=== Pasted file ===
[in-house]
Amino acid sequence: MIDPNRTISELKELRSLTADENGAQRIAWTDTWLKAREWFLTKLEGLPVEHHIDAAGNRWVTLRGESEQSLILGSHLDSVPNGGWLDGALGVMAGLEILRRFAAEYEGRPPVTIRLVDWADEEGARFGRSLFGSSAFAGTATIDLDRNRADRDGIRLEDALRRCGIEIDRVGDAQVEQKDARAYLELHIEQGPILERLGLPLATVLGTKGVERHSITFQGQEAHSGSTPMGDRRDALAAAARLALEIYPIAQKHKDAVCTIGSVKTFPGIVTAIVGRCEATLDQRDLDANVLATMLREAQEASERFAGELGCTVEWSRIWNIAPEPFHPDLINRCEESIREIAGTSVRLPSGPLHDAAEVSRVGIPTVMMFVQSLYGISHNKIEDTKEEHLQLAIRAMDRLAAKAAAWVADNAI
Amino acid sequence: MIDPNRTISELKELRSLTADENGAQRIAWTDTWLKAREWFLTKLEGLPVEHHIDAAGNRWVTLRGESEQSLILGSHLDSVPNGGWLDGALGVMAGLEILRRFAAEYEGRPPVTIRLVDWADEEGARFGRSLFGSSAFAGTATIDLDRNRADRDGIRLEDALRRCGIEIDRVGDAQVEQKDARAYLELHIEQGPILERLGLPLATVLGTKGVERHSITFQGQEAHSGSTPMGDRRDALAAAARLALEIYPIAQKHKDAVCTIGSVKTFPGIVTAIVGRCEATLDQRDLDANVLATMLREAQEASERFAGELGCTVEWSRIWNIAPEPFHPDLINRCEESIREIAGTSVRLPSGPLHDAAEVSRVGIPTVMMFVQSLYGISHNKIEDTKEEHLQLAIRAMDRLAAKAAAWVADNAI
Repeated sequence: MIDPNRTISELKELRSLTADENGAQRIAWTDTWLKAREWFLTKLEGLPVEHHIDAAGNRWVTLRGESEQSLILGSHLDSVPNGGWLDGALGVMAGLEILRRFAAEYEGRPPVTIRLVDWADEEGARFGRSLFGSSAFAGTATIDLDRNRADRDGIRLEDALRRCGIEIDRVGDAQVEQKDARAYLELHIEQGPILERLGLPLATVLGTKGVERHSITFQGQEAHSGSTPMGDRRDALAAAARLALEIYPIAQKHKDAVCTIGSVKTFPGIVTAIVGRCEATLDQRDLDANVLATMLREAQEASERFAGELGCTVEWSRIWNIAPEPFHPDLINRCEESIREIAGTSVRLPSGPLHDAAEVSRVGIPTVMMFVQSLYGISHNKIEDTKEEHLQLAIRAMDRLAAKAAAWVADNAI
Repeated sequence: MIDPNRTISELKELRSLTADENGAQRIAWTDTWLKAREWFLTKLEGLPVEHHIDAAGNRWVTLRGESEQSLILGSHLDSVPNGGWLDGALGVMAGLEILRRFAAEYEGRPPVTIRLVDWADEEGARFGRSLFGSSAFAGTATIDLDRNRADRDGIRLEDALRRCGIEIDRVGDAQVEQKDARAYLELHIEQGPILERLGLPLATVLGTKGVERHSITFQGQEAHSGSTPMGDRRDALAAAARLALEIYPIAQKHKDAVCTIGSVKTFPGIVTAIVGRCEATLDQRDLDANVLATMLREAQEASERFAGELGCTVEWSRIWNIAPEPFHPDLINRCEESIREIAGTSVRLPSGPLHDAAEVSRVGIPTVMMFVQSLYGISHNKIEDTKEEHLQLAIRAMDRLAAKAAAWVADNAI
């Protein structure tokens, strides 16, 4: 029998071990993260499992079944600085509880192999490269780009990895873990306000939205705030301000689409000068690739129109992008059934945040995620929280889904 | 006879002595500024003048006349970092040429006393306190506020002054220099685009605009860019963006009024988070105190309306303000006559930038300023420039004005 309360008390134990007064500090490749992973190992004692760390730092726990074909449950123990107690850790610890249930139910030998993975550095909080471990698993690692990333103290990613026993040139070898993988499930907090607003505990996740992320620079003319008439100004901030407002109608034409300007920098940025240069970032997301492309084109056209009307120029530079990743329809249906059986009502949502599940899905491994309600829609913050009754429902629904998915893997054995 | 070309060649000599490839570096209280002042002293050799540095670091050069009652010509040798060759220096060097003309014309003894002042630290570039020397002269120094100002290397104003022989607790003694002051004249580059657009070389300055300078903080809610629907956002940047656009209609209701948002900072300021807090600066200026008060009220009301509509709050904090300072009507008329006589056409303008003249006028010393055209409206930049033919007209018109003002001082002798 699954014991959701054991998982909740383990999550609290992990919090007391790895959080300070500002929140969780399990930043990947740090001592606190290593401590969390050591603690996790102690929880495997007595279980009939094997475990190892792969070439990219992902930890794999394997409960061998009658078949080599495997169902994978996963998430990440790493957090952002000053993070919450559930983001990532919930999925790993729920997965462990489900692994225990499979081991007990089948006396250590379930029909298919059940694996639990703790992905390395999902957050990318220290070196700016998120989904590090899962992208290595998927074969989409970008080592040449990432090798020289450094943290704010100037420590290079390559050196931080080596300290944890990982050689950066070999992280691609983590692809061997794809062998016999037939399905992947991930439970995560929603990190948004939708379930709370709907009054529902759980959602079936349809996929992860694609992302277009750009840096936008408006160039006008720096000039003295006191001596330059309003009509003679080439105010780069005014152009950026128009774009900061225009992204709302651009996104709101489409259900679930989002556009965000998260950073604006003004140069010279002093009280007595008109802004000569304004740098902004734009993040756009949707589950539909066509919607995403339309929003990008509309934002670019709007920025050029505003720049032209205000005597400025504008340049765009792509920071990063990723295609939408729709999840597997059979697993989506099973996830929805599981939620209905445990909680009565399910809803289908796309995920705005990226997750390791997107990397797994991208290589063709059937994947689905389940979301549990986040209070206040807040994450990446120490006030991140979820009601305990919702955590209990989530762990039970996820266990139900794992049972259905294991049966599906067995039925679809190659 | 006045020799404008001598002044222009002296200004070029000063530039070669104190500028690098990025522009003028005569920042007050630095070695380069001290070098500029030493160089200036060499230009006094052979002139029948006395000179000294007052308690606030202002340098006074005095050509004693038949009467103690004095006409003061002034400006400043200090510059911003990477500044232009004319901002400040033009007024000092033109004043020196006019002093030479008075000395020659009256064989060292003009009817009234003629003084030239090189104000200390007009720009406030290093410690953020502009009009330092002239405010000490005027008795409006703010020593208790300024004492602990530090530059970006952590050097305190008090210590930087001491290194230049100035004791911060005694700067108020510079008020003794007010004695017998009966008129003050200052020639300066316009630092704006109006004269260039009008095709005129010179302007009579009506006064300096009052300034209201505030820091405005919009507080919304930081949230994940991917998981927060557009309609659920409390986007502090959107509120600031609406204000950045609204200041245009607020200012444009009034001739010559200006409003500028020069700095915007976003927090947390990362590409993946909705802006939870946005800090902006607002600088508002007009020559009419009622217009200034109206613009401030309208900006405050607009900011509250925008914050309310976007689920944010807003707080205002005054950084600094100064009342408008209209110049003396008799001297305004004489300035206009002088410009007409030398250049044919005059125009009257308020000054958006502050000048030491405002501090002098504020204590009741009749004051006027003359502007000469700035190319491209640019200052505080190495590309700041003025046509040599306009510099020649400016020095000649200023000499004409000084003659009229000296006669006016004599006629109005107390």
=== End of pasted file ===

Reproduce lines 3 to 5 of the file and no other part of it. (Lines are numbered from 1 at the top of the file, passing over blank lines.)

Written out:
Amino acid sequence: MIDPNRTISELKELRSLTADENGAQRIAWTDTWLKAREWFLTKLEGLPVEHHIDAAGNRWVTLRGESEQSLILGSHLDSVPNGGWLDGALGVMAGLEILRRFAAEYEGRPPVTIRLVDWADEEGARFGRSLFGSSAFAGTATIDLDRNRADRDGIRLEDALRRCGIEIDRVGDAQVEQKDARAYLELHIEQGPILERLGLPLATVLGTKGVERHSITFQGQEAHSGSTPMGDRRDALAAAARLALEIYPIAQKHKDAVCTIGSVKTFPGIVTAIVGRCEATLDQRDLDANVLATMLREAQEASERFAGELGCTVEWSRIWNIAPEPFHPDLINRCEESIREIAGTSVRLPSGPLHDAAEVSRVGIPTVMMFVQSLYGISHNKIEDTKEEHLQLAIRAMDRLAAKAAAWVADNAI
Repeated sequence: MIDPNRTISELKELRSLTADENGAQRIAWTDTWLKAREWFLTKLEGLPVEHHIDAAGNRWVTLRGESEQSLILGSHLDSVPNGGWLDGALGVMAGLEILRRFAAEYEGRPPVTIRLVDWADEEGARFGRSLFGSSAFAGTATIDLDRNRADRDGIRLEDALRRCGIEIDRVGDAQVEQKDARAYLELHIEQGPILERLGLPLATVLGTKGVERHSITFQGQEAHSGSTPMGDRRDALAAAARLALEIYPIAQKHKDAVCTIGSVKTFPGIVTAIVGRCEATLDQRDLDANVLATMLREAQEASERFAGELGCTVEWSRIWNIAPEPFHPDLINRCEESIREIAGTSVRLPSGPLHDAAEVSRVGIPTVMMFVQSLYGISHNKIEDTKEEHLQLAIRAMDRLAAKAAAWVADNAI
Repeated sequence: MIDPNRTISELKELRSLTADENGAQRIAWTDTWLKAREWFLTKLEGLPVEHHIDAAGNRWVTLRGESEQSLILGSHLDSVPNGGWLDGALGVMAGLEILRRFAAEYEGRPPVTIRLVDWADEEGARFGRSLFGSSAFAGTATIDLDRNRADRDGIRLEDALRRCGIEIDRVGDAQVEQKDARAYLELHIEQGPILERLGLPLATVLGTKGVERHSITFQGQEAHSGSTPMGDRRDALAAAARLALEIYPIAQKHKDAVCTIGSVKTFPGIVTAIVGRCEATLDQRDLDANVLATMLREAQEASERFAGELGCTVEWSRIWNIAPEPFHPDLINRCEESIREIAGTSVRLPSGPLHDAAEVSRVGIPTVMMFVQSLYGISHNKIEDTKEEHLQLAIRAMDRLAAKAAAWVADNAI